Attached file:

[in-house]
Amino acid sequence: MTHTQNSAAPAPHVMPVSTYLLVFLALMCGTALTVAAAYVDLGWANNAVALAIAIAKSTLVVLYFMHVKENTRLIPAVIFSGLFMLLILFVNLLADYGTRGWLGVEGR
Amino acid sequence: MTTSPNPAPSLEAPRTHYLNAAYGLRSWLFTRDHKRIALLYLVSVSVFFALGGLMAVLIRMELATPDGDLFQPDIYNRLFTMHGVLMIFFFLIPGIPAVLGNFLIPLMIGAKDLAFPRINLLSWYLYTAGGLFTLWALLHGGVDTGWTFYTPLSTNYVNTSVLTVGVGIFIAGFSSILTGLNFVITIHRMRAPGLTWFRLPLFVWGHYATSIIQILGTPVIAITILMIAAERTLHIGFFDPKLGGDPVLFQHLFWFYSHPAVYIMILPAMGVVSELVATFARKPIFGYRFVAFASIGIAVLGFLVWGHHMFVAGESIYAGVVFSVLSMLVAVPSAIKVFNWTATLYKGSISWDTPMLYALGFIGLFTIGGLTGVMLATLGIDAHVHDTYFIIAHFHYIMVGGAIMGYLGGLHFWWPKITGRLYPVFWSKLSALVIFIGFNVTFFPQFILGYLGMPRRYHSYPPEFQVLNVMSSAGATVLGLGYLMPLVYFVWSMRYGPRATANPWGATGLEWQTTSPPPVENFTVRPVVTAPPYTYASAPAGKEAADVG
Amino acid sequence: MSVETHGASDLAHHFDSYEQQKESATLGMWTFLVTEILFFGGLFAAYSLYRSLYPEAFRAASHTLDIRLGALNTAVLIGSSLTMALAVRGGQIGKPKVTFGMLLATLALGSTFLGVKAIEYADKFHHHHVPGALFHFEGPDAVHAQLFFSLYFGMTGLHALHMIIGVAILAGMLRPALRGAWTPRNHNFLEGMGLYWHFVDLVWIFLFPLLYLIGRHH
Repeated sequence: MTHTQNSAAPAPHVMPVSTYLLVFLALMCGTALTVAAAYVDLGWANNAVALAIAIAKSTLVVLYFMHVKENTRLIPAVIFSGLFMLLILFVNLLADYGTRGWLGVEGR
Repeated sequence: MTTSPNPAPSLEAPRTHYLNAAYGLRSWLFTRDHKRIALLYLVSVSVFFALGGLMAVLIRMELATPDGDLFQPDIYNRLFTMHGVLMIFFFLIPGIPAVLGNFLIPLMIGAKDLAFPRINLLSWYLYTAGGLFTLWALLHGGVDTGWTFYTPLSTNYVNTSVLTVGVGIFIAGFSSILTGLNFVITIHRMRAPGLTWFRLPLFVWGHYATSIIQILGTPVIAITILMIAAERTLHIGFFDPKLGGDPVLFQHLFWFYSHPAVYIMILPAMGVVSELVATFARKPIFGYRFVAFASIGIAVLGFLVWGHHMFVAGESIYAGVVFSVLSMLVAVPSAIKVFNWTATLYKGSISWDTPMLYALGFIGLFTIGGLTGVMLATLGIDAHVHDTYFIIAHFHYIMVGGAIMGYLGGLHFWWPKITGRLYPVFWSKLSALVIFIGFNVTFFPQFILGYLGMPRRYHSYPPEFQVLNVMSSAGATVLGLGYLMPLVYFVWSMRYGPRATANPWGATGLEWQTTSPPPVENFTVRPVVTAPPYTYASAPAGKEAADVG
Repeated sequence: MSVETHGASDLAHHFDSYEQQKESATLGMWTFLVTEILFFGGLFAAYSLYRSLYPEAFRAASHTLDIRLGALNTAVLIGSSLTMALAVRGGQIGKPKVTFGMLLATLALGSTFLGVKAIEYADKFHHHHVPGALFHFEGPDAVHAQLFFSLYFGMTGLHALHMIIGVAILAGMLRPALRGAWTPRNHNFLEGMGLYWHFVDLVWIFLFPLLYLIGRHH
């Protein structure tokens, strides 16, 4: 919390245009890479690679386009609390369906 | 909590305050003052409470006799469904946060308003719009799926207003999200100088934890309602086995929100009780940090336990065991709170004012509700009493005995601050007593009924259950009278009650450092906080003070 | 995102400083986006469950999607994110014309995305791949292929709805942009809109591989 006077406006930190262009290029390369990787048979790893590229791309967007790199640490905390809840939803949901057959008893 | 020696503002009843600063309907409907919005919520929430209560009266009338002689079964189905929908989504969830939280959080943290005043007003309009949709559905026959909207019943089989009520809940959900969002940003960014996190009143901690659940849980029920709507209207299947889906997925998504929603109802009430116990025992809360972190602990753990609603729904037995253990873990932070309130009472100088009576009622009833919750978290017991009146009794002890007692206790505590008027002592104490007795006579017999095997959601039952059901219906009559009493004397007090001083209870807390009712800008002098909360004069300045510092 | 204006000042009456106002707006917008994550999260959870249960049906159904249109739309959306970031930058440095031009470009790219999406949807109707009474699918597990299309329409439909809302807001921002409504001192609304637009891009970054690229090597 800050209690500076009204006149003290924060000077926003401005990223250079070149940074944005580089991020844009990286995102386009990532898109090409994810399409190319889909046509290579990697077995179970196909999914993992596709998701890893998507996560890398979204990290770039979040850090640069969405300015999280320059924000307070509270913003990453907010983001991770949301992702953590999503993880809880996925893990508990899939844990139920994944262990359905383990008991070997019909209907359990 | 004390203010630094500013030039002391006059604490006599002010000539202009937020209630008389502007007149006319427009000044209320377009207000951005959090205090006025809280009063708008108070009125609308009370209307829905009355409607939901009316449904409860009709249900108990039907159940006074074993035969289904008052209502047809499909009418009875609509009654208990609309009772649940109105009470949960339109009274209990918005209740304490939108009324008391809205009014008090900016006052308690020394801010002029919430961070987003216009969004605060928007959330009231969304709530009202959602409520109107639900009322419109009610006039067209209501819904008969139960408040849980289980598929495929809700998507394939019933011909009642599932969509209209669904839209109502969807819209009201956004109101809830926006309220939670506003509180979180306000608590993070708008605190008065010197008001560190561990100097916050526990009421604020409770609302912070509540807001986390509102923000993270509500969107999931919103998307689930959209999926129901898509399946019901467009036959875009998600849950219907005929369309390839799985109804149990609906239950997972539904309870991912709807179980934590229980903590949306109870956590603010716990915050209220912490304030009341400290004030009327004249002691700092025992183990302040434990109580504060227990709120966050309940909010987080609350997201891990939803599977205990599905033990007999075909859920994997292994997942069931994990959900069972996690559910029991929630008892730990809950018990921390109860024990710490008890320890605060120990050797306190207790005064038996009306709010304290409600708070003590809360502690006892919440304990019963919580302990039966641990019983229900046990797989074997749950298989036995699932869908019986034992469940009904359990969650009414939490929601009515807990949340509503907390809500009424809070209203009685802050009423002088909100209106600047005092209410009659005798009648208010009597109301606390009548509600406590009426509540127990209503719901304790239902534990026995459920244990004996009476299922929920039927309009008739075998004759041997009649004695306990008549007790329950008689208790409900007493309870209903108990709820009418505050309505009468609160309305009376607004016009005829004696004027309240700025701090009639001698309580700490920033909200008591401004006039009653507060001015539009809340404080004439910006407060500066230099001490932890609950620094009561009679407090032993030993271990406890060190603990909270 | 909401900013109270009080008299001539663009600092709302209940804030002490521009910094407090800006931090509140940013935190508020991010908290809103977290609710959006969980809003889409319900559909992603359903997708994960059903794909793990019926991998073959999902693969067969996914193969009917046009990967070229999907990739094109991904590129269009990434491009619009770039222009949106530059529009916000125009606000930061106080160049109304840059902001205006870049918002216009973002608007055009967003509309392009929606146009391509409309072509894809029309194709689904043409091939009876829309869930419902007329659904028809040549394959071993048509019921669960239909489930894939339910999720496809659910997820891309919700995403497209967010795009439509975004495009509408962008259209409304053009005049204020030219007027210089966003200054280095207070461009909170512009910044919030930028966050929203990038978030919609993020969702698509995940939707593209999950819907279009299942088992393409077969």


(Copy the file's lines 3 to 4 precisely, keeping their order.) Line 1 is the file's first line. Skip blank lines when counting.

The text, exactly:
Amino acid sequence: MTTSPNPAPSLEAPRTHYLNAAYGLRSWLFTRDHKRIALLYLVSVSVFFALGGLMAVLIRMELATPDGDLFQPDIYNRLFTMHGVLMIFFFLIPGIPAVLGNFLIPLMIGAKDLAFPRINLLSWYLYTAGGLFTLWALLHGGVDTGWTFYTPLSTNYVNTSVLTVGVGIFIAGFSSILTGLNFVITIHRMRAPGLTWFRLPLFVWGHYATSIIQILGTPVIAITILMIAAERTLHIGFFDPKLGGDPVLFQHLFWFYSHPAVYIMILPAMGVVSELVATFARKPIFGYRFVAFASIGIAVLGFLVWGHHMFVAGESIYAGVVFSVLSMLVAVPSAIKVFNWTATLYKGSISWDTPMLYALGFIGLFTIGGLTGVMLATLGIDAHVHDTYFIIAHFHYIMVGGAIMGYLGGLHFWWPKITGRLYPVFWSKLSALVIFIGFNVTFFPQFILGYLGMPRRYHSYPPEFQVLNVMSSAGATVLGLGYLMPLVYFVWSMRYGPRATANPWGATGLEWQTTSPPPVENFTVRPVVTAPPYTYASAPAGKEAADVG
Amino acid sequence: MSVETHGASDLAHHFDSYEQQKESATLGMWTFLVTEILFFGGLFAAYSLYRSLYPEAFRAASHTLDIRLGALNTAVLIGSSLTMALAVRGGQIGKPKVTFGMLLATLALGSTFLGVKAIEYADKFHHHHVPGALFHFEGPDAVHAQLFFSLYFGMTGLHALHMIIGVAILAGMLRPALRGAWTPRNHNFLEGMGLYWHFVDLVWIFLFPLLYLIGRHH